For many of the aforementioned deposits, much lower temperatures can be used, often less than 200 C. This permits the use of commercially available armored cables; packers or pumps.

Large amounts of heat are used in currently available heavy oil extraction processes that use hot water or steam. However the single RFT heater down hole assembly must be configured to supply more energy for hot water or steam floods, much more than a single 1 kW/m to 3 kW/m, oil-shale heater.

The use of armored pump motor cable can be used to transport electrical power 100 s of meters down through the overburden to RFT heaters located near or within the pay zone. Existing pump-motor armored cable design and existing power sources can be modified to supply power into the mega watt level.

The RFT heating systems are capable of providing even greater power, at the 10 mega watt level, because the power delivery method and heater are both very robust. To supply power at the mega-watt level, the low dissipation methods to deliver power through the overburden noted for the shale oil RFT can be used. These can use large diameter aluminum casing, ferromagnetic steel casing with aluminum filled slots, or ferromagnetic steels with the inner side coated with aluminum. Such arrangements can deliver more current than conventional cables because of the larger size conductors and wider spacing. Low dissipation RFT conductors that pass through the barren zones to deliver power to the high dissipation RFT heater in the pay zone. These can be large and can be designed to withstand the higher temperatures.

The RFT can also be configured to supply in situ the heat needed for hot water flooding or steam injection in deep deposits where the thermal losses along the casing preclude the use of steam. Examples of such deposits exist in California or in Alaska, where heat losses along a casing a great depth precludes the use of conventional hot water or steam injection. For example, a small diameter RFT heater could be coaxially centered at a deep location in the casing such that injection water flows around it. The casing and the RFT could be emplaced in either vertical or horizontal wells. It could be located in formations near the deposit or adjacent to the deposit. Within the RFT heater, the annular space between the outer and inner tubing or rod must be sealed off and filled with gas or high temperature oil. The advantage of this design over the conventional tubular resistance heater is that it is robust, has a large heat transfer area and is easier to install.

Hot Water Floods

The concept here envisions a conventional oil well emplaced in a deep heavy oil deposit, too deep for conventional steam flooding. It is designed to inject hot water into the deposit, or after time, to be easily modified into a conventional production well. This well could be part of a multi well water or steam flood process. It is further envisioned that the hot oil or steam would reduce the viscosity of the oil near the injection well. This would improve the injectivity by reducing the pressure needed to inject a given amount of fluid. These injected fluids also force some of the cooler oil into the into one or more producing wells. After some time, the flow might be reversed so that the injection well become a producer well simply by withdrawing the heating and installing a pump.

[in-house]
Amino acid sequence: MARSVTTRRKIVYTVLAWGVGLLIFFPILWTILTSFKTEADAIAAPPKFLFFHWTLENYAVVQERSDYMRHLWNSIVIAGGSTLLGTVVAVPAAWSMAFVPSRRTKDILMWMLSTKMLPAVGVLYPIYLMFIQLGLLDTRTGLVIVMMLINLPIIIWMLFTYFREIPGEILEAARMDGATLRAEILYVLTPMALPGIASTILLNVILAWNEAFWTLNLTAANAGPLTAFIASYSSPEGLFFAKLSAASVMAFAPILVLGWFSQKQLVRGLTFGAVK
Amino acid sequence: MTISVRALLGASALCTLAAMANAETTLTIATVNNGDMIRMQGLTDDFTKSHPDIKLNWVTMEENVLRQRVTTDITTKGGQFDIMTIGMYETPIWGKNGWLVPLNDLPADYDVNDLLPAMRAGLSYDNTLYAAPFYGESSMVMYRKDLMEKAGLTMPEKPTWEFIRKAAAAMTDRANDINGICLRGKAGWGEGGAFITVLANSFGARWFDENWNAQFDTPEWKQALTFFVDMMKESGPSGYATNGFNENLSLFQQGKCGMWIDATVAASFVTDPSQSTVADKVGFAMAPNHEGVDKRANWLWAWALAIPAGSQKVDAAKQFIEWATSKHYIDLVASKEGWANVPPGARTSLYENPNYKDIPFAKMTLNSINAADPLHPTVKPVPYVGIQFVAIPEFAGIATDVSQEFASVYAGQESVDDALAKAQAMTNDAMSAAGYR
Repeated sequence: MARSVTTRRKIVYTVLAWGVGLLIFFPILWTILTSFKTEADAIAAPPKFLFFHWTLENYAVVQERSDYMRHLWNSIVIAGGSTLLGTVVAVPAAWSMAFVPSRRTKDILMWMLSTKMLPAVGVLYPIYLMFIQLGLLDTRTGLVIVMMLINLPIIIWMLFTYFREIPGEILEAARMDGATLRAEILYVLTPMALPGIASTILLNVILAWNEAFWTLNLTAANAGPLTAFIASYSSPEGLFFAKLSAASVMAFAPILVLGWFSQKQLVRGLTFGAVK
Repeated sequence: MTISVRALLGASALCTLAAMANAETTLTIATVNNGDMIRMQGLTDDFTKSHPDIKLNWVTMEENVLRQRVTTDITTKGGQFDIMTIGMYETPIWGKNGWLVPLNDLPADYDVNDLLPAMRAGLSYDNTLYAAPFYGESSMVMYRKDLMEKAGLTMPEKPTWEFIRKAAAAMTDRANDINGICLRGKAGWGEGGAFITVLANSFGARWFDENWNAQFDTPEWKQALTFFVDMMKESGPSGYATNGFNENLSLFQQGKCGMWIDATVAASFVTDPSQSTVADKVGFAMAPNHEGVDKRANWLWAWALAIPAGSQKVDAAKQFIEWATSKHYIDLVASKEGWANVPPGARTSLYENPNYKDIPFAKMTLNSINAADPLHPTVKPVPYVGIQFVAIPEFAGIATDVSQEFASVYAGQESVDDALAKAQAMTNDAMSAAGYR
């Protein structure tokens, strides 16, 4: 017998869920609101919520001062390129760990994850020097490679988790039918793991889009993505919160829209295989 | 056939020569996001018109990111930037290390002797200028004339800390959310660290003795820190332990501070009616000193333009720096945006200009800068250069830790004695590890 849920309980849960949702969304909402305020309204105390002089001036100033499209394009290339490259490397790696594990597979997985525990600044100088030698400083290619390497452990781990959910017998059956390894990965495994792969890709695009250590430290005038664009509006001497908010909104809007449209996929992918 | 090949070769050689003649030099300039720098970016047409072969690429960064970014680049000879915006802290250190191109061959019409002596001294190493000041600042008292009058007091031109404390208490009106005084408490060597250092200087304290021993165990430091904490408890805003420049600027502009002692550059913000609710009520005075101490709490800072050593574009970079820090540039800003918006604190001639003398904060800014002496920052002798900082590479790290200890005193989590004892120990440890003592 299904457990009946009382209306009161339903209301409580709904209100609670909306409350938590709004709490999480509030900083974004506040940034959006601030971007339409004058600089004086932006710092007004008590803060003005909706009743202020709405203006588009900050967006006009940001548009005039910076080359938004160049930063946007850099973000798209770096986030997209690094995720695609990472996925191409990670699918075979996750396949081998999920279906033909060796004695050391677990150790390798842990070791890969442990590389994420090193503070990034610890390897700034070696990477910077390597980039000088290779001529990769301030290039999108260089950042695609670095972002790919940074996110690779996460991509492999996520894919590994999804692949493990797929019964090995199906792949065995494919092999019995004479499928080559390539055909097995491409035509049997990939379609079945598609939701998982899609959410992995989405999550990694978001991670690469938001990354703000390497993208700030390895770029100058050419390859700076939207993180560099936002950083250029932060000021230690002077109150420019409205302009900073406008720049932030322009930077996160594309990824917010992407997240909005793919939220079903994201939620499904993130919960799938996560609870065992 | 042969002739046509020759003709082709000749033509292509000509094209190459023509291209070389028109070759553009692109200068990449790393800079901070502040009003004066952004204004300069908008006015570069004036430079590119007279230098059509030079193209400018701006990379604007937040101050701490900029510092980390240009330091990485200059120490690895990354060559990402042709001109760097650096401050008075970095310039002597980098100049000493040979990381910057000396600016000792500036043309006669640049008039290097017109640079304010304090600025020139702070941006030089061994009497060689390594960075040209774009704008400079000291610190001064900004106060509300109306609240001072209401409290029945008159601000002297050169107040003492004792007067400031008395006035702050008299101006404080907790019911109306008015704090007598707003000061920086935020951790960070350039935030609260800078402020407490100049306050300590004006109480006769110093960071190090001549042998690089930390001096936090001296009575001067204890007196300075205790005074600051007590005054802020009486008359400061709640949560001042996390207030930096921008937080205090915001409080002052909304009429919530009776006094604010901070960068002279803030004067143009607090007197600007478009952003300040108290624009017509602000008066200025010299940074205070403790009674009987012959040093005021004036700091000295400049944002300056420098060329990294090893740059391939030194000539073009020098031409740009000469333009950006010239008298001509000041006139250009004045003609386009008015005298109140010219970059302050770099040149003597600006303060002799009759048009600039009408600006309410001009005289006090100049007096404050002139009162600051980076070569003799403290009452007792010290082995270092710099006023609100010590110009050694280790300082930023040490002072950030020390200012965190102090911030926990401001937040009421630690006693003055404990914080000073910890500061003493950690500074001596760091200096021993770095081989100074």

One advantage of the hot water injection over steam floods is that steam tends to rise and form a steam filled cavity near the top of the heated zone.

For this, a long thin RFT heater could be lowered into the casing for the purpose of heating the water that is to be injected into the oil saturated formation. Depending on the heating requirements, the length of the RFT heating tool could be in the order of 10s of meters in length, or even more, so as to assure good heat transfer into the water without excessively heating the surface of the tool. As such, a portion or all of the tool could in barren formation, and some of the heat from the RFT heating tool transferred into the barren formation. Over a few months, the amount of heat loss into the barren formation is limited by thermal diffusion. The heat lost into the barren decreases in time to a small value relative to the heat injected into the formation by convection.

Prior to installation, a computer aided reservoir study is desirable to determine long term injection water and electrical power requirements. To achieve this, a number of variable can be considered, these include the power dissipation by the RFT heating tool, the temperature, and the injectivity (flow rate per unit bottom hole pressure). The injectivity is a function of the spatial distribution of relative permeability of the formation that surrounds the borehole; and this distribution is a function of the viscosity, oil/water ratio, past history and other variables.

FIG. 15A illustrates the apparatus and methods that could be used to inject hot water into a deep heavy oil deposit in Alaska or California. The concept is to install a conventional oil well in a deep heavy oil deposit. The casing in the producing zone 504 is perforated 507 so as to collect the oil as if it were in a conventional deposit. However the viscosity of the oil is such that little oil can be produced. The concept is to lower a long thin RFT heater 516 down the casing to a location just above or within the oil saturated zone 504. Water for a hot water flood is sent down into the well at a rate such that the surface of the water in the annulus 524 is well above the RFT heating tool. By so doing, this pressurizes and heats the water in the annulus so as to increase the temperature of the water without vaporization. As heat is applied, hot water is injected into the deposit such that the oil viscosity near the well bore is gradually reduced, thereby improving the ease of injecting more hot water. Depending on the pressures in the formation near the producing zone, water under pressure can be injected as needed from, the surface.